Hi everyone. Today we’ll be talking about something that affects us all and yet remains unknown to most of us: decision fatigue.
“What is it?”
Regardless of who we are we have all been through it at some point in our daily life. But what is it exactly? It is “the deteriorating quality of decisions made by an individual after a long session of decision making” (online dictionary) it is often linked to our willpower to accomplish tasks.
In other words, your brain is like a muscle that you use throughout the day and every decision you make is a new exercise that will eventually make it tired. Once you reach that point of tiredness, even the easiest choice becomes a burden and something you would rather not do.
Put it this way: say you’ve just been out for a run, once you’re finished with that the simplest moves such as crouching or going up the stairs becomes painful and you would try to avoid this uncomfortable feeling of pain in your legs. Well if you do it for your legs, why not do it for your willpower?
Psychologist Barry Schwartz suggests in his book “The paradox of choice” that too much choice can lead to:
- A higher chance of taking bad decisions
- More anxiety
- Higher chances of dissatisfaction and paralysis.
This means that too much choice puts the potential buyer in a situation that will lead it to postpone the purchase or cancel it altogether because the thought of exploring all the options and deciding which is best is just too overwhelming for them. In a similar way, people experience the Fear Of Missing Out (FOMO): you always think something better will turn up so you keep waiting and eventually end up not doing anything at all.
Furthermore, with more choice comes more space for post purchase regret: you settled for an item, but you keep thinking how the other option could have been a good fit too, if not better. Decisions become unnecessarily harder to make; each option has a trade-off. This is not something we want to feel for something that should be pleasant like shopping or ordering food.
“Can we stop this from happening?”
Sadly, decision fatigue is not something you can just delete out of your life, it will happen at some point depending on how intense your day is. The good news is, there are ways to prevent it from happening too soon and affecting your decision making:
- Most researchers and articles related to that matter suggest that prioritising your decisions will help you out a lot: taking the most important and impactful decisions first and simplifying the “secondary” choices as much as possible.
- Simplify your choices by reducing the number of options: this will stop you from overanalysing each situation and it will surely save you some time and effort. The lucky number you are looking for here is three; that way you have enough possibilities to make a thought through decision without having to spend ages on it. Also, we are unconsciously facing 3 choice decisions during our everyday lives. Think about it: a podium has 3 places, we have 3 primary colours, 3 sizes (S, M, L), even Goldilocks had 3 beds to choose! This is why we feel more comfortable having 3 possible solutions.
Although reducing the number of possibilities to examine is a sure way to help you decide, some people argue that not everyone will agree on which choices and criteria to eliminate or keep in every situation. This is true, everyone has different needs; Which is why most websites offer you to filter your criteria yourself. Apps like Pickzen go even further and allow you to take a personalised quiz to assess the best outcome for you and select three products for you to pick from.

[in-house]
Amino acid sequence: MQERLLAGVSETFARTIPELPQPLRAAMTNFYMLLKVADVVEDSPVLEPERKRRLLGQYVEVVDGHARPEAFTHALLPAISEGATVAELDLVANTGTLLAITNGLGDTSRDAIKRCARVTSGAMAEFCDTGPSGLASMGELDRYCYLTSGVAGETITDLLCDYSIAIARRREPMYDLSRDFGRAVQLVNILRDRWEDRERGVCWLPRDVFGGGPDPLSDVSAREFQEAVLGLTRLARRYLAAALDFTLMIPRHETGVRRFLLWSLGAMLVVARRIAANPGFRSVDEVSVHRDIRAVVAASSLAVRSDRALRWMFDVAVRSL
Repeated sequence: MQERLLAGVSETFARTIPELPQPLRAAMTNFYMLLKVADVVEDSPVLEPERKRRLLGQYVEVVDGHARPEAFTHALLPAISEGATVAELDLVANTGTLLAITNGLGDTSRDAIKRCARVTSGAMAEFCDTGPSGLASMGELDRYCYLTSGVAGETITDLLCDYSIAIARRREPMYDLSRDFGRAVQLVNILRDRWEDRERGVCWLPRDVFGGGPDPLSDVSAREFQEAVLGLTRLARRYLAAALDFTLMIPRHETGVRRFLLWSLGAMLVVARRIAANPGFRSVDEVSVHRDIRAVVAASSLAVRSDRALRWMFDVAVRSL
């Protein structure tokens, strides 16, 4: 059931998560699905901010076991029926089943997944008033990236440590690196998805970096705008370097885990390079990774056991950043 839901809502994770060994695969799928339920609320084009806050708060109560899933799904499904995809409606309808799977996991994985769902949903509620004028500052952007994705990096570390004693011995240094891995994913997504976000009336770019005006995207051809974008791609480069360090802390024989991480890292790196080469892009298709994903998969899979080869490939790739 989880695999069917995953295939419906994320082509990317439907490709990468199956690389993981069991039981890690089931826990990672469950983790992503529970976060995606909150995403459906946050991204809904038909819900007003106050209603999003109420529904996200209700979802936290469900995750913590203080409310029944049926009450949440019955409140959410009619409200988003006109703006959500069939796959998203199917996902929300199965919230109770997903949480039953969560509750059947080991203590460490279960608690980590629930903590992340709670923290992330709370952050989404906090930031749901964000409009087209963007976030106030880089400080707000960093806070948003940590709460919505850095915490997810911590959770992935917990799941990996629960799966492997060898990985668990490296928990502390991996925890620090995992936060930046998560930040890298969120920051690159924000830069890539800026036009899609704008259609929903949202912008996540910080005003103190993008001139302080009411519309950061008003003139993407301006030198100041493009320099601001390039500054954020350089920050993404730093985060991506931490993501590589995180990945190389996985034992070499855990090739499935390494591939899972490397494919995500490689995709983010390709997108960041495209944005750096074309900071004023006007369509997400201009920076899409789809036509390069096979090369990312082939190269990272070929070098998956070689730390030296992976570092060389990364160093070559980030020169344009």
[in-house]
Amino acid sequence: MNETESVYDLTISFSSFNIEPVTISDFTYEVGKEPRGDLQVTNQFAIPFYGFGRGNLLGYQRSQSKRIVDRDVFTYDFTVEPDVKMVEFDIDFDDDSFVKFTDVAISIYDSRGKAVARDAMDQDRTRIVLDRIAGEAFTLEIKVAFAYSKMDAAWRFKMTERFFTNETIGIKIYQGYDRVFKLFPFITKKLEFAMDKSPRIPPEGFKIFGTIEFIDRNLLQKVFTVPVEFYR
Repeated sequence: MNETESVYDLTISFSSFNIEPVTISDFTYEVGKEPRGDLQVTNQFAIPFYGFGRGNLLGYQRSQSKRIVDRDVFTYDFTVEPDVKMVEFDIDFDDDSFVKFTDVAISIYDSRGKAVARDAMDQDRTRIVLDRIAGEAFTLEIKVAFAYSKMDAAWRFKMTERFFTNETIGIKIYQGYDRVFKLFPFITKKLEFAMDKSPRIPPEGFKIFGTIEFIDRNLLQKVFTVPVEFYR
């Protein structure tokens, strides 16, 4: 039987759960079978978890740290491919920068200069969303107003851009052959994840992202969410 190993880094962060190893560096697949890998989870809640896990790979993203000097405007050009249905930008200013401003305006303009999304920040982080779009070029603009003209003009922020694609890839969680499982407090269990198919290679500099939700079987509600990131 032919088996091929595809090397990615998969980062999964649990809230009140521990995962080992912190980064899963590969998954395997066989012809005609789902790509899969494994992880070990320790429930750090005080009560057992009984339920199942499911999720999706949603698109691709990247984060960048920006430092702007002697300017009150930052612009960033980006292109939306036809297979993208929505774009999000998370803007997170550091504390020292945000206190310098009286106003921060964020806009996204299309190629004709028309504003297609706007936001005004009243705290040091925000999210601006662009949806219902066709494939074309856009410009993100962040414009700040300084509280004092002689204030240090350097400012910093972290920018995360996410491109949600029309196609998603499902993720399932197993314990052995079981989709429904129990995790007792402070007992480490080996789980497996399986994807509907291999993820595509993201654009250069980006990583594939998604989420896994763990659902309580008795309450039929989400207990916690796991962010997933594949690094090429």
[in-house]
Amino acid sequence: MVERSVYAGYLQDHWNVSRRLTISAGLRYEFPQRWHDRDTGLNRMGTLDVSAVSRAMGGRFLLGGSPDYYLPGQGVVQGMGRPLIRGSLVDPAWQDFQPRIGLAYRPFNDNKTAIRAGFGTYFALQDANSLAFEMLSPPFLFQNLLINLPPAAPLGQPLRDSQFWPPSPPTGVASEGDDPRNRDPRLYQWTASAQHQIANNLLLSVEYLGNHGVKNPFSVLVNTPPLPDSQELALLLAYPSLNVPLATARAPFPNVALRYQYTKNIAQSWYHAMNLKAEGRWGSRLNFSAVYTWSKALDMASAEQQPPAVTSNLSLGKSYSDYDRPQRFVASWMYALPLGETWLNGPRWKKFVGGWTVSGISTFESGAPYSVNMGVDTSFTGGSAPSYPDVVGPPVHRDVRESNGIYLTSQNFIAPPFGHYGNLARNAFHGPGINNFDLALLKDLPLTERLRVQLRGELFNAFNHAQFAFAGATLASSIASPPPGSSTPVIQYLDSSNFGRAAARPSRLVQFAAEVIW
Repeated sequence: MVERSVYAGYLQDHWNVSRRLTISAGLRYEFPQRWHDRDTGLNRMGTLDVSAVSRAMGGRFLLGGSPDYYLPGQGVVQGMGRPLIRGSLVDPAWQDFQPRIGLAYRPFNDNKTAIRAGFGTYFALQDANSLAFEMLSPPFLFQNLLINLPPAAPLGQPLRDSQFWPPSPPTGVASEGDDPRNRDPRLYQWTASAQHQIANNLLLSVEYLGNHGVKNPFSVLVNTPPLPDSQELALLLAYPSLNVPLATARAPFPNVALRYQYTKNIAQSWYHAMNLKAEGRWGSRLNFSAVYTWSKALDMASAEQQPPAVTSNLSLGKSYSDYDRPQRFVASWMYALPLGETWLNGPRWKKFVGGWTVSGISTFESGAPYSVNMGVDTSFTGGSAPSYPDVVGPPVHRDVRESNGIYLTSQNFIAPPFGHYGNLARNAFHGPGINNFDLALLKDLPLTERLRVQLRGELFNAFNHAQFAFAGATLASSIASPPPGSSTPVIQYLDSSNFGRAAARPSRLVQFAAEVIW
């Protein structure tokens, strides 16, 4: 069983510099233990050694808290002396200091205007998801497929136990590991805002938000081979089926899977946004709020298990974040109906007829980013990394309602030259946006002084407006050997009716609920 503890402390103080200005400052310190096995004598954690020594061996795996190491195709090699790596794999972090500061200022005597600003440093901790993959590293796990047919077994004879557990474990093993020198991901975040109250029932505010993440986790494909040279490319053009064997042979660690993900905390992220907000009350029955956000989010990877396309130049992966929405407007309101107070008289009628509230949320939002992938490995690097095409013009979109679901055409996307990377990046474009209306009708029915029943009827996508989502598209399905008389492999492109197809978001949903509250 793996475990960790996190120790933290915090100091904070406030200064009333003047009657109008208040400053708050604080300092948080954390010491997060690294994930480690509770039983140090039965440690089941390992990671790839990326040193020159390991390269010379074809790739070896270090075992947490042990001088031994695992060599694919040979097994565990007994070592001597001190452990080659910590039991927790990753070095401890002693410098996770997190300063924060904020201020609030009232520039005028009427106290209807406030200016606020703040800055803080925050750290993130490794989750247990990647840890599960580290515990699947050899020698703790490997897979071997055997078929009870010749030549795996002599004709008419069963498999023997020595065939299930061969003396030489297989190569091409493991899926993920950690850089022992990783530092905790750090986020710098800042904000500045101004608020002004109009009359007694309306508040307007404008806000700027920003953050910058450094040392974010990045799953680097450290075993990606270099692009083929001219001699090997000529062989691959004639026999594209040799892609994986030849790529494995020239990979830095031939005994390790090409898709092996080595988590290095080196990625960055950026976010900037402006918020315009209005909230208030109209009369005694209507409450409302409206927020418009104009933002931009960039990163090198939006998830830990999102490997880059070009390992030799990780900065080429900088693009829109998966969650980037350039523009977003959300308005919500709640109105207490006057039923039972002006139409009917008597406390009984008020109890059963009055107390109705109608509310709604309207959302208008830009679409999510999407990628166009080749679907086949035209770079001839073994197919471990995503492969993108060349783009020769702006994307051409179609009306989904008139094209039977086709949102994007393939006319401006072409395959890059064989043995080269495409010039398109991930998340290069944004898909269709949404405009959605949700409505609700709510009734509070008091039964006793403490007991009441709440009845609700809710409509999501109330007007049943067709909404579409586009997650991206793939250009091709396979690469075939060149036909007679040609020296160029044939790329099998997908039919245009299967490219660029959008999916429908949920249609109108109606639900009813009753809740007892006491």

“But how does that apply to my business?”
Decision fatigue is what visitors on your website may experience when browsing.
You have a large variety of products, all with different features that range from generic to specific to fit any possible customer, that’s great. However, all these options can be destabilising to an extent: “Which one is best for me?” “What makes that one a better option?” “Is that enough for what I will use it for?”
Don’t get me wrong, choice is good and everyone should have the opportunity to choose in any situation. But what Schwartz says is that more choice gives you higher expectations that often are too high and will end up disappointing you regardless of what you decide on buying.
This does not mean you have to create less products, it means you should help your customers make a conscious decision that will make them happy. Obviously you cannot make a decision for them, however you can give them the possibility to guide them and help them find the product/service that best fits their needs. Pickzen helps you (and ultimately, your customers) narrow down the selecting process. How? Quite simply, by just asking. As mentioned above, it will narrow down the choice and make it easier for your consumers to pick. Additionally, it will give a better consumer experience altogether: it gives more assistance than ordinary filters, is responsive and dynamic and will adapt to your client’s answers.
And voilà, here’s what decision fatigue is. If you’ve felt this way before and want to find out more about it I suggest you check out this video of Barry Schwartz that explains it in more details.
If you have an e-commerce business and feel that Pickzen will help you make your website more user friendly and assist them in their search for the perfect product, come try it out here and check us out on Shopify.